Ice fishing a bust on great lakes

by Jeff Helsdon | April 16, 2024
mild ice fishing conditions from a shoreline

Areas that typically have ice at the end of February — Lake Erie, eastern Lake Ontario, the shores of Lakes Superior and Huron – were largely ice free at that time this year. This resulted in the Great Lakes as a whole having the least amount of ice on record as of the end of February.

“The last two years have seen very little ice on the Great Lakes,” said George Karaganis, senior meteorologist with the Canadian Ice Service.

This was the third year on record Lake Erie was ice free at February’s end, and it had the lowest on record in the middle of the month, but the trend was also seen in the more northern lakes. For the end of February, Lakes Superior and Ontario tied their record for lowest ice coverage, Lake Huron was at its second lowest cover.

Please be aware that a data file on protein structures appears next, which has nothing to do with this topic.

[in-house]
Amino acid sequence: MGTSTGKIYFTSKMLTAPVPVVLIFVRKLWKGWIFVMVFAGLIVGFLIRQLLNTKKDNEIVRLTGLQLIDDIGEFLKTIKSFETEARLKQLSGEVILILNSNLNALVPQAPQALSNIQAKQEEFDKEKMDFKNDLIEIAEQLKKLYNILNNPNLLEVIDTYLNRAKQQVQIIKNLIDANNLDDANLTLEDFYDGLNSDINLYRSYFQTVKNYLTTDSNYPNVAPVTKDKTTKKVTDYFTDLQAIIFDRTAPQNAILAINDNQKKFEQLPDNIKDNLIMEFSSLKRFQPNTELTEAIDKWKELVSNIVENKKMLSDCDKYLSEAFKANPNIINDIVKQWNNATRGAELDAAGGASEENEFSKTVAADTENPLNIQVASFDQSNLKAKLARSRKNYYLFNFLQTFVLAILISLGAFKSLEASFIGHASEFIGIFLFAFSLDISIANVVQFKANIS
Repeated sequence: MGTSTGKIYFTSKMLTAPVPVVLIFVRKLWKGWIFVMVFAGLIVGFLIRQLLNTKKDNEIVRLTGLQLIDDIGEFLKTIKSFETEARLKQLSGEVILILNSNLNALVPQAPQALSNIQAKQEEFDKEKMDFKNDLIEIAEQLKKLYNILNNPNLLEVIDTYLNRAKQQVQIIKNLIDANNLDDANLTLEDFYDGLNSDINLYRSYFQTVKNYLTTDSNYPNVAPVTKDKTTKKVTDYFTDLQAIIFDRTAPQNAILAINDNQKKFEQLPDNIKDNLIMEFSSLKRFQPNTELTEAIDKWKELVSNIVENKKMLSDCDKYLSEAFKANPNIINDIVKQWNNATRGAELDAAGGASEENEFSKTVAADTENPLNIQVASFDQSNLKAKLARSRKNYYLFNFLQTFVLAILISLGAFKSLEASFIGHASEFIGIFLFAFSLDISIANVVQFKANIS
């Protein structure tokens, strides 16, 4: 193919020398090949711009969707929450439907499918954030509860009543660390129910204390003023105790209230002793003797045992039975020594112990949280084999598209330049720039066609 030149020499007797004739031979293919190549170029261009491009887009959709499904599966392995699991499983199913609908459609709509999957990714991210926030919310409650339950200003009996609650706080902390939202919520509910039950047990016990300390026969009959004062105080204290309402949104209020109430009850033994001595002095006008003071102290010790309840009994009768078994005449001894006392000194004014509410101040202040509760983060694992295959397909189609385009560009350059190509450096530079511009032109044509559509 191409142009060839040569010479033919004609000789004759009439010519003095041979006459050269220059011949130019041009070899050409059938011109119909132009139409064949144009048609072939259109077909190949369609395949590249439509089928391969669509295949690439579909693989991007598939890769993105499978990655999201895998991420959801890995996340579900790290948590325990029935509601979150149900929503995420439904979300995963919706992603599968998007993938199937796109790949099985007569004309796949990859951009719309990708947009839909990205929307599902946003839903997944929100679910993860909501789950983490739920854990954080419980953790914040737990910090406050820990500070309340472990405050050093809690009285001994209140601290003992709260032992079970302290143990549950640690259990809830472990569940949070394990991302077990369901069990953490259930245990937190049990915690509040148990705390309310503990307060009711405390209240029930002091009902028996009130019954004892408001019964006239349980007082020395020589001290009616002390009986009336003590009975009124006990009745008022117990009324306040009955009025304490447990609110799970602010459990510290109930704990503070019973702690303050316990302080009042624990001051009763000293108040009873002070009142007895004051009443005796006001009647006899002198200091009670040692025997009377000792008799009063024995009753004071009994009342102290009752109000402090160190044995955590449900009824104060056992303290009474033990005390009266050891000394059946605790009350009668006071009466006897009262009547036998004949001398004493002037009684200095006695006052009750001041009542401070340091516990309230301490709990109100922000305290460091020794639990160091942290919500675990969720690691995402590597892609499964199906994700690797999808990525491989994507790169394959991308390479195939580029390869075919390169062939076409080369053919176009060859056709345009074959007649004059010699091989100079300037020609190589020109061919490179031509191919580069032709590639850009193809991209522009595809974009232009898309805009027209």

Poor ice fishing seasons

Although 2022 was a good ice year, the number of years with ice cover less than 20% are increasing. This includes six of the last 10 years.

Two seasons without ice has been hard on ice hut operators. On Lake Erie’s Long Point Bay, Jimmy Carroll of Jimmy Riggin’ Fishing Charters didn’t get huts out the last two years. 

“I have had the huts for 17 years and the last two have been the first time this has happened,” he said. 

At Mitchell’s Bay on Lake St. Clair, Bass Haven doesn’t rent huts but does see a boom from ice anglers. This year there were 10 days with hard water. Owner Cathy Shaw said there have been open winters before in the 33 years Bass Haven has been in operation. 

“We’re just turning the page because people are putting boats in the water and we’re selling minnows,” she said, adding that the loss of the ice fishing revenue still has an impact.

Lack of ice also impacts the lakes and their ecosystems negatively in other ways. Erosion increases with high winter winds, and there is growing evidence that spring ice helps protect fish eggs from winds that can move them from prime habitat. 

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